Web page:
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Advocates Expand Campaign to Restore Civil Rights to Florida Ex-Felons


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Florida is one of three states where formerly convicted felons must petition before a clemency board to have their civil rights restored. Photo: Renata Sago.

Florida is one of three states where formerly convicted felons must petition before a clemency board to have their civil rights restored. Photo: Renata Sago.

Hundreds of volunteers behind a campaign to restore voting rights to Florida’s 1.5 million ex-felons will meet Thursday in Orlando as part of a three-day conference hosted by the Florida Rights Restoration Coalition. The group of attorneys, pastors, long-time voting rights advocates has been campaigning for more than three years to change a state law that permanently bars formerly convicted felons from voting, serving on juries, and taking the Florida Bar.

“This is, by far, the biggest grassroots effort I’ve seen since I’ve been in Florida,” said Desmond Meade, executive director of the Florida Rights Restoration Coalition. “We’re really excited about the energy surrounding this campaign, and we’re excited to build on it.”

According to a report from advocacy group, The Sentencing Project, ten percent of Floridians cannot vote, the largest concentration of disenfranchised citizens in any other state. Florida is one of three remaining states where ex-felons must petition before a clemency board to vote in a process that could take years. Meade says Florida lags behind states like Texas and Mississippi.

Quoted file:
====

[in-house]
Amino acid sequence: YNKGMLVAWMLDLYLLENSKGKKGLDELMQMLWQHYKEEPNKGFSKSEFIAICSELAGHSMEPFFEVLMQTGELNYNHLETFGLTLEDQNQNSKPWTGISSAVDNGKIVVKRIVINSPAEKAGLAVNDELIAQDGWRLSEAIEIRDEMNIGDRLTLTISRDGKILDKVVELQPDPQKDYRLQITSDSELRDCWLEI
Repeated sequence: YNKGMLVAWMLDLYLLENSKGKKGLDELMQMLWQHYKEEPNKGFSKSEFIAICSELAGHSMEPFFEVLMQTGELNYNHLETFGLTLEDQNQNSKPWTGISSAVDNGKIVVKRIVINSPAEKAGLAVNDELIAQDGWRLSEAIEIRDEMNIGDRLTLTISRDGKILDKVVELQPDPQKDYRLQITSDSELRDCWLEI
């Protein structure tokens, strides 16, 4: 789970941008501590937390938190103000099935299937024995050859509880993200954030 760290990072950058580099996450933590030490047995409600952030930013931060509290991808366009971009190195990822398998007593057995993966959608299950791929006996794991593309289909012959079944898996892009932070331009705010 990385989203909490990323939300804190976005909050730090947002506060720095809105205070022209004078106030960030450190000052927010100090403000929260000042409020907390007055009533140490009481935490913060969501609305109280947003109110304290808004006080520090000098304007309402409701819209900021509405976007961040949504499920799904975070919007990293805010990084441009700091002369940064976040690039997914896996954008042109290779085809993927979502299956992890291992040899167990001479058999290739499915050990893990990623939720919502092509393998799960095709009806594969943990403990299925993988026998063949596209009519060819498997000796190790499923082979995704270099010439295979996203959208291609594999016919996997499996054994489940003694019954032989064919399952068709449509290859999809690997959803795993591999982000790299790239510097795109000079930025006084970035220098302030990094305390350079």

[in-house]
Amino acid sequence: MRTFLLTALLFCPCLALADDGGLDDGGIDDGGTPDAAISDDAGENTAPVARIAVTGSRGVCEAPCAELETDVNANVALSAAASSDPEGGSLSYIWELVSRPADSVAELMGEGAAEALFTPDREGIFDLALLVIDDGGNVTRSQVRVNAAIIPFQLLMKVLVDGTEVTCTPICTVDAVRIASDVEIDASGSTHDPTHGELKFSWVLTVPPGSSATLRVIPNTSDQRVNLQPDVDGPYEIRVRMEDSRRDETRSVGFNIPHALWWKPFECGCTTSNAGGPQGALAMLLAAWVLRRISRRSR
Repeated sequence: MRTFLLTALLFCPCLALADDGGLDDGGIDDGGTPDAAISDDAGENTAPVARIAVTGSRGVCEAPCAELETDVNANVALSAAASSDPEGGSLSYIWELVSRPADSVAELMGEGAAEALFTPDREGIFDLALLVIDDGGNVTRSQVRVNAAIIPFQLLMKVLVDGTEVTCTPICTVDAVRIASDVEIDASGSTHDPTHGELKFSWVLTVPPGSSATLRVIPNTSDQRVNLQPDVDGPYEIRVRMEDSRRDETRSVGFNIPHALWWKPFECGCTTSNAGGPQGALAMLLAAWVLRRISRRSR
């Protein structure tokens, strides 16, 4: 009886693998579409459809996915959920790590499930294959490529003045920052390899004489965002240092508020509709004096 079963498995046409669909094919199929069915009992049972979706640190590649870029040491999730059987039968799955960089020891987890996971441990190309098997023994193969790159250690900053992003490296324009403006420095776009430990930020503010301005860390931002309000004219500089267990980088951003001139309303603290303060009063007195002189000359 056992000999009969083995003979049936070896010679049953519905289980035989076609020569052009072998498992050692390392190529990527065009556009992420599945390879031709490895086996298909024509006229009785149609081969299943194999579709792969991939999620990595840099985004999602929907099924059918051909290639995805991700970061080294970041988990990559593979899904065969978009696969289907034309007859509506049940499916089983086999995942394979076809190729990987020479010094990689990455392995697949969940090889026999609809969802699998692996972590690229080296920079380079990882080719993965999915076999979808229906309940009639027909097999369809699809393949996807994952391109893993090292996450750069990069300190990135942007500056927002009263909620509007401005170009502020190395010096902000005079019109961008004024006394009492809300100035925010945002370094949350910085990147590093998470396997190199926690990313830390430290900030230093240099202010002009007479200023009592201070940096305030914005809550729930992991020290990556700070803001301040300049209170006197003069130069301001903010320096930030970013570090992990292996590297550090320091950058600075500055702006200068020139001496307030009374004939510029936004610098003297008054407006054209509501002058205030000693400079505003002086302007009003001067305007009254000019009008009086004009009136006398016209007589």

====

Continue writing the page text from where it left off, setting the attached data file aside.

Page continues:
The Florida Rights Restoration Coalition reached a milestone in April when the state Supreme Court approved ballot language for the proposed change. Now, volunteers are working to collect 683,149 petition signatures in order for the proposed change to appear on voters’ ballots.

“There’s just a wide variety of ways in which people are engaging. At libraries, at grocery stores. There’s people that are having house parties. There’s people that are talking to their neighbors and friends,” said Meade.

Volunteers are aiming to submit its signatures by December 31st, which would allow for the proposed amendment to end up on voters ballots in the 2018 elections.


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About Renata Sago

Renata Sago

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